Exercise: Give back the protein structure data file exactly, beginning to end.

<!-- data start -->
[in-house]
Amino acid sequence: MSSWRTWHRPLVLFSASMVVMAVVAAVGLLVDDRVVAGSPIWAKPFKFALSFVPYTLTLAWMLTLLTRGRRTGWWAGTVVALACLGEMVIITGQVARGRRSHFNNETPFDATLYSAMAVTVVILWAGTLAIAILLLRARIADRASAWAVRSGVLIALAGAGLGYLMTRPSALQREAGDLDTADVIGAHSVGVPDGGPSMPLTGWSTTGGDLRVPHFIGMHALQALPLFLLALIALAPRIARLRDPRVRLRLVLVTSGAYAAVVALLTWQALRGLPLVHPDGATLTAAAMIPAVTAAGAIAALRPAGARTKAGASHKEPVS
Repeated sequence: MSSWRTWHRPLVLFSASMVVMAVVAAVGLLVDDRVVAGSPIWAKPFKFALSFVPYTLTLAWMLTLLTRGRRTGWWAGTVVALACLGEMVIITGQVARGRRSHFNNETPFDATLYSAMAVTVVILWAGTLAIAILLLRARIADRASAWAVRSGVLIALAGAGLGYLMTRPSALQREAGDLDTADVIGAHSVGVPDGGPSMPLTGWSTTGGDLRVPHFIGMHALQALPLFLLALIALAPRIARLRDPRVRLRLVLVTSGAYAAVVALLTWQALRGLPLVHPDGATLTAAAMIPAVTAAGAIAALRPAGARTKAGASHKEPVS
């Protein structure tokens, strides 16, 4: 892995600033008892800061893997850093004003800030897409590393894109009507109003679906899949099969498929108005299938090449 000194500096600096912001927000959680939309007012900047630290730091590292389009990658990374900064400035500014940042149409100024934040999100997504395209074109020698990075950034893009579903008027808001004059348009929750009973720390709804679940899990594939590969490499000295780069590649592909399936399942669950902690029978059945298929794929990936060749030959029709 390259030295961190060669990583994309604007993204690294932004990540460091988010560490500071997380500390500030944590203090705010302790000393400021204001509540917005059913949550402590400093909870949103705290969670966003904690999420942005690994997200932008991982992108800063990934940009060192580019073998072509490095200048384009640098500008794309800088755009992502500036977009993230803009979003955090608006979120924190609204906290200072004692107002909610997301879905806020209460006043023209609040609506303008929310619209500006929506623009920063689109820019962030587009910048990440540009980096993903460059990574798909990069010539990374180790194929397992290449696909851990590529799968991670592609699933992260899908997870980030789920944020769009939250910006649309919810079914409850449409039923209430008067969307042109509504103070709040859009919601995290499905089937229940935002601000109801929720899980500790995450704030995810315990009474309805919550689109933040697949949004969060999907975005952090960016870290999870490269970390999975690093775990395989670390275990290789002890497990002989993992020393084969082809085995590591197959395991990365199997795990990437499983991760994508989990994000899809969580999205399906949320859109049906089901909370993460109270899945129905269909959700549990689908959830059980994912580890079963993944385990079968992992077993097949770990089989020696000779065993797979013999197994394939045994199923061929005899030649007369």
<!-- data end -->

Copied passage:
[in-house]
Amino acid sequence: MSSWRTWHRPLVLFSASMVVMAVVAAVGLLVDDRVVAGSPIWAKPFKFALSFVPYTLTLAWMLTLLTRGRRTGWWAGTVVALACLGEMVIITGQVARGRRSHFNNETPFDATLYSAMAVTVVILWAGTLAIAILLLRARIADRASAWAVRSGVLIALAGAGLGYLMTRPSALQREAGDLDTADVIGAHSVGVPDGGPSMPLTGWSTTGGDLRVPHFIGMHALQALPLFLLALIALAPRIARLRDPRVRLRLVLVTSGAYAAVVALLTWQALRGLPLVHPDGATLTAAAMIPAVTAAGAIAALRPAGARTKAGASHKEPVS
Repeated sequence: MSSWRTWHRPLVLFSASMVVMAVVAAVGLLVDDRVVAGSPIWAKPFKFALSFVPYTLTLAWMLTLLTRGRRTGWWAGTVVALACLGEMVIITGQVARGRRSHFNNETPFDATLYSAMAVTVVILWAGTLAIAILLLRARIADRASAWAVRSGVLIALAGAGLGYLMTRPSALQREAGDLDTADVIGAHSVGVPDGGPSMPLTGWSTTGGDLRVPHFIGMHALQALPLFLLALIALAPRIARLRDPRVRLRLVLVTSGAYAAVVALLTWQALRGLPLVHPDGATLTAAAMIPAVTAAGAIAALRPAGARTKAGASHKEPVS
């Protein structure tokens, strides 16, 4: 892995600033008892800061893997850093004003800030897409590393894109009507109003679906899949099969498929108005299938090449 000194500096600096912001927000959680939309007012900047630290730091590292389009990658990374900064400035500014940042149409100024934040999100997504395209074109020698990075950034893009579903008027808001004059348009929750009973720390709804679940899990594939590969490499000295780069590649592909399936399942669950902690029978059945298929794929990936060749030959029709 390259030295961190060669990583994309604007993204690294932004990540460091988010560490500071997380500390500030944590203090705010302790000393400021204001509540917005059913949550402590400093909870949103705290969670966003904690999420942005690994997200932008991982992108800063990934940009060192580019073998072509490095200048384009640098500008794309800088755009992502500036977009993230803009979003955090608006979120924190609204906290200072004692107002909610997301879905806020209460006043023209609040609506303008929310619209500006929506623009920063689109820019962030587009910048990440540009980096993903460059990574798909990069010539990374180790194929397992290449696909851990590529799968991670592609699933992260899908997870980030789920944020769009939250910006649309919810079914409850449409039923209430008067969307042109509504103070709040859009919601995290499905089937229940935002601000109801929720899980500790995450704030995810315990009474309805919550689109933040697949949004969060999907975005952090960016870290999870490269970390999975690093775990395989670390275990290789002890497990002989993992020393084969082809085995590591197959395991990365199997795990990437499983991760994508989990994000899809969580999205399906949320859109049906089901909370993460109270899945129905269909959700549990689908959830059980994912580890079963993944385990079968992992077993097949770990089989020696000779065993797979013999197994394939045994199923061929005899030649007369």